CADA Summit hits right note with online event

The Canadian Automobile Dealers Association (CADA) made their first foray into the world of online events with this year’s annual CADA Summit, which took place on Feb. 3, 2021 from 1:00 p.m. until 5:30 p.m.

It was a jam-packed agenda that featured a mix of pre-recorded presentations, videos, some live sessions, and live questions and answers with some of the presenters. The event kicked off live with opening remarks from Michael McGhee, Senior Vice-President and Head of TD Auto Finance Canada — the event’s exclusive sponsor.

“It’s my great pleasure to welcome you all to the online CADA Summit 2021,” said McGhee, who said he never would have believed a year ago, when he delivered remarks at the 2020 event, that he would be now doing it virtually. “What a difference a year makes. The pandemic has turned our world upside down.”

McGhee said the bank was proud to remain the exclusive sponsor of the event, and gave a brief talk about its efforts to stay connected to dealers during the pandemic. “We have experienced the highest of the highs and lowest of the lows,” said McGhee.

CADA Chairman Trevor Boquist offered some remarks and introduced a provincial roll call featuring video greetings from provincial dealer association leaders from coast-to-coast. This added some levity and a sense of community at a time most attendees were likely watching from their homes, or from businesses operating amid a lockdown.

Tim Reuss, CADA President and CEO thanked TD Auto Finance for its sponsorship, and kicked off the day’s events by giving a preview of the lineup.

First up was Jeremy Gutsche, the CEO of Trend Hunter and New York Times bestseller; he spent two decades studying chaos and another doing consulting work helping brands, billionaires and CEOs accelerate innovation and adapt to change.

He delivered a high-octane exploration of how the pandemic has accelerated change globally, and how this is shaking up entire industries — including the automotive industry in Canada. The main concept brought forth was that chaos is more predictable than we think.

“It’s slightly different from a crisis, because chaos is what happens once we emerge,” said Gutsche. “And once you start to see all the new business models and all those empty retail storefronts, the failed businesses get refilled — and what fills them? Well, the types of businesses that were already starting to trend well, the trends continue.”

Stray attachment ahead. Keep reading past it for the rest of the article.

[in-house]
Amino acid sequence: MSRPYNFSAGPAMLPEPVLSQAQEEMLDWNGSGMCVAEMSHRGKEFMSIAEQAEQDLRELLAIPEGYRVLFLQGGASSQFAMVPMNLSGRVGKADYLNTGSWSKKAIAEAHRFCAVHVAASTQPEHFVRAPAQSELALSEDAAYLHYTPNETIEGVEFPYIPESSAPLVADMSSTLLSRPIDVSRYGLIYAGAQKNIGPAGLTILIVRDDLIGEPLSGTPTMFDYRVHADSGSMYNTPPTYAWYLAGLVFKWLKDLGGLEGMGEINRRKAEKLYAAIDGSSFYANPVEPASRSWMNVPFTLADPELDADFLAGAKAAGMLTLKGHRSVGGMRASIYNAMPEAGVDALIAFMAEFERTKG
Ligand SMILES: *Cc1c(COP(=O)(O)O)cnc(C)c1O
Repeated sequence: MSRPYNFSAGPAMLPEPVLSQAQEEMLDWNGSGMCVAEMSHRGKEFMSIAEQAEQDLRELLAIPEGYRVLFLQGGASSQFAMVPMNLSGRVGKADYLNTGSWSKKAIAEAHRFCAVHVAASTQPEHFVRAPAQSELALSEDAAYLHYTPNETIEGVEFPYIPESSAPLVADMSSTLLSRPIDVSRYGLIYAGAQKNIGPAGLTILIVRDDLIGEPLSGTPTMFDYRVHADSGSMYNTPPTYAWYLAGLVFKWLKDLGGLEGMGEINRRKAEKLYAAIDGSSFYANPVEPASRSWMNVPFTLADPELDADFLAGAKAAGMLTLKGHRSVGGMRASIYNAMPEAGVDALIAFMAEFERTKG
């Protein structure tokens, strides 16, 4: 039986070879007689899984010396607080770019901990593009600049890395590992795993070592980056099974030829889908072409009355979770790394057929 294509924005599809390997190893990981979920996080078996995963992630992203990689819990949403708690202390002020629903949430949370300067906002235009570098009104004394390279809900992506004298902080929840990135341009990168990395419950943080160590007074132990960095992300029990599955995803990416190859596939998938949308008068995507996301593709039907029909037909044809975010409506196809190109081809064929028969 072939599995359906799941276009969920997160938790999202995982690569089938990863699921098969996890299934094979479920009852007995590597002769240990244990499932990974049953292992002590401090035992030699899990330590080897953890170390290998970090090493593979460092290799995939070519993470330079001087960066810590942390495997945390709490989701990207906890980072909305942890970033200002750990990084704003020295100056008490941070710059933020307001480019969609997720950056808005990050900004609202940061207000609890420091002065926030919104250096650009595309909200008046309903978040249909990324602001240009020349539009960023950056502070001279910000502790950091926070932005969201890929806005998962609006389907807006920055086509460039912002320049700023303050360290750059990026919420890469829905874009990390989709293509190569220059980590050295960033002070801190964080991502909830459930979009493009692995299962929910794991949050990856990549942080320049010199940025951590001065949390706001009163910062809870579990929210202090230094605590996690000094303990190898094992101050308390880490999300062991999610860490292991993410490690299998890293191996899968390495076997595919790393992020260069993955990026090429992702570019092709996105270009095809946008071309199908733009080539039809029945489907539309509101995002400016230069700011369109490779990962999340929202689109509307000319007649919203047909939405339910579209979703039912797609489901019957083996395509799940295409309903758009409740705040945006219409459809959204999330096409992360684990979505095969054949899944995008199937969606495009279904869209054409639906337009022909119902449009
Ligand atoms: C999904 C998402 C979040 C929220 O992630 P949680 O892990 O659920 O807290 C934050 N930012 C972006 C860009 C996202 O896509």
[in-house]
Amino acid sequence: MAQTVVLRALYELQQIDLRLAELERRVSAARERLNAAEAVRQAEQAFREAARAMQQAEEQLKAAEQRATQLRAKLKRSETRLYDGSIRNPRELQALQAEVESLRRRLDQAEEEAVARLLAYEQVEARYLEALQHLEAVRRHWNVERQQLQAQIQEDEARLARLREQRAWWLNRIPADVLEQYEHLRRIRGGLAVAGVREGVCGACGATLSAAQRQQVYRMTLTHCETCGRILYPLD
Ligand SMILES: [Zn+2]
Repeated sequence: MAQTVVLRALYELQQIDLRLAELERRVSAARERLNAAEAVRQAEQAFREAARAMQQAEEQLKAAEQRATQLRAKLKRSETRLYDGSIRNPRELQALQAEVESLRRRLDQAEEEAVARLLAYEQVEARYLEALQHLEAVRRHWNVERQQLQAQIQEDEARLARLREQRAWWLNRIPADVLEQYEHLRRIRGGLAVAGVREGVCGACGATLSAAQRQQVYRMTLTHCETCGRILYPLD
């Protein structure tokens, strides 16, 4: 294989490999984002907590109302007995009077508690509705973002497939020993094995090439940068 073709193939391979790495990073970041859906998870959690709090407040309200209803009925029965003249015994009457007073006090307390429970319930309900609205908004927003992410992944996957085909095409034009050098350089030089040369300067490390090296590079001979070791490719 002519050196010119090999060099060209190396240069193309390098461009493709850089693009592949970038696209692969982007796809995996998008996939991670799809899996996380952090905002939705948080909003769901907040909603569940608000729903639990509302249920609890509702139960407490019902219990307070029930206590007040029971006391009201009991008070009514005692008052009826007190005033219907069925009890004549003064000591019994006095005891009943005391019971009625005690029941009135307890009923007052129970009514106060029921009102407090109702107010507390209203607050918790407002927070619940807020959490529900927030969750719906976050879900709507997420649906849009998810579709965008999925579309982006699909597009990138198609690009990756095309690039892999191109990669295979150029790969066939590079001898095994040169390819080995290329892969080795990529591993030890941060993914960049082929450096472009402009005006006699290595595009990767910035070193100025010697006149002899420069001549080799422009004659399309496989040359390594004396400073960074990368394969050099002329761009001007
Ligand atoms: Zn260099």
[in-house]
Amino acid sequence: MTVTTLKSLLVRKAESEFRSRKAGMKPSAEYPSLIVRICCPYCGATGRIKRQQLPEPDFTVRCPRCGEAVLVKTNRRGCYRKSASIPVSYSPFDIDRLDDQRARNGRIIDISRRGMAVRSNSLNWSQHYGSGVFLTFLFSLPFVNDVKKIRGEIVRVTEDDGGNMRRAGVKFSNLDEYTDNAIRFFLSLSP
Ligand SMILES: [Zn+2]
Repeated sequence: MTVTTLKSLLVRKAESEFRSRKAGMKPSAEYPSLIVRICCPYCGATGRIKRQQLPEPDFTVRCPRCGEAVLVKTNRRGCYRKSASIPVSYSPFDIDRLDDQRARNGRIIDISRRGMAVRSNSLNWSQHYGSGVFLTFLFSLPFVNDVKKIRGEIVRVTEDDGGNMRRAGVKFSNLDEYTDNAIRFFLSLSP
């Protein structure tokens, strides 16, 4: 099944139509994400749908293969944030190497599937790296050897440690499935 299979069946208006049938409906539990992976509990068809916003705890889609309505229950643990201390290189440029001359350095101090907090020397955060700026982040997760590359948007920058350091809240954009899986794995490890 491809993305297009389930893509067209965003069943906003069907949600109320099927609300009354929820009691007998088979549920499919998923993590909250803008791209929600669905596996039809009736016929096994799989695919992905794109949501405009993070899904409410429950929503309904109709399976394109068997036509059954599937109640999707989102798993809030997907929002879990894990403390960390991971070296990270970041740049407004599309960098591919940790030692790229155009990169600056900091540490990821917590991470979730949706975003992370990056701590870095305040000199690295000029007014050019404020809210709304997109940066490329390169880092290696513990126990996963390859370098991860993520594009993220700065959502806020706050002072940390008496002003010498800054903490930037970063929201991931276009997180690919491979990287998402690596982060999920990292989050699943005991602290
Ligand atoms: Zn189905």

In the case of the COVID-19 pandemic, some of those trends revolve around digital and e-commerce. Gutsche said existing trends begin to speed up for businesses already riding them forward, and now that the crisis has forced a shift, retail businesses already taking steps in this direction have leapfrogged ahead.

As dealers think about their experience amid the pandemic and how to accelerate change, Gutsche said the great ideas that dealers come up with are likely closer within their grasp than they think. They just need to take action.

Gutsche’s presentation was followed by an economic update from Thomas Feltmate, Senior Economist at TD Bank Group, who offered an outlook on how to navigate uncertainty amid the pandemic.

Feltmate started with a macro overview of the Canadian economy that showed an unexpected dip in the early part of 2021, due mostly to the resurgence of the virus and lockdowns across Canada.

The good news is that the bank sees a sharper recovery starting in the second quarter of 2021, as the vaccines get distributed and administered across Canada. The labour market is recovering but “scarring is also evident,” said Feltmate.

One interesting twist is that household incomes have risen during the pandemic, despite job losses. Federal government programs like CERB more than offset the lost revenue from these jobs, which had a net benefit. Canadians also amassed $200 billion in savings, as they were unable to spend money on tourism, travel, and other activities like dining out. Economists are now trying to predict how consumer spending will evolve over the next two years.

Feltmate said new vehicle sales for 2020 were about 1.6 million units, or about 20 per cent off 2019 numbers. For 2021, he said first quarter sales were sluggish but he expected they would pick up in the second quarter, and could even reach up to the 1.9 million-level for the year.

Oumar Dicko, Chief Economist at CADA (left) and Thomas Feltmate, Senior Economist at TD Bank Group (right).

The CADA Summit also included a number of panels, one of which tackled the issue of whether or not the pandemic triggered a temporary blip or a permanent flip within their industry.

The Dealer Panel that tackled the topic included Susan Gubasta, President and CEO of Mississauga Toyota in Ontario; Steve Chipman, President and CEO of Birchwood Automotive Group in Manitoba; Kim Day, President and COO of Steele Auto Group in Atlantic Canada; and Charles Saillant, Vice President of Groupe Saillant in Quebec.

Saillant’s focus during the discussion was on developing a process to manage both online and in-person sales, with an emphasis on the latter. He offered four key areas to focus on:

  • the ability to have a person (and not a machine) answer any consumer requests 24/7;
  • to avoid written responses whenever possible, and focus more on using the phone or texting, and then emails;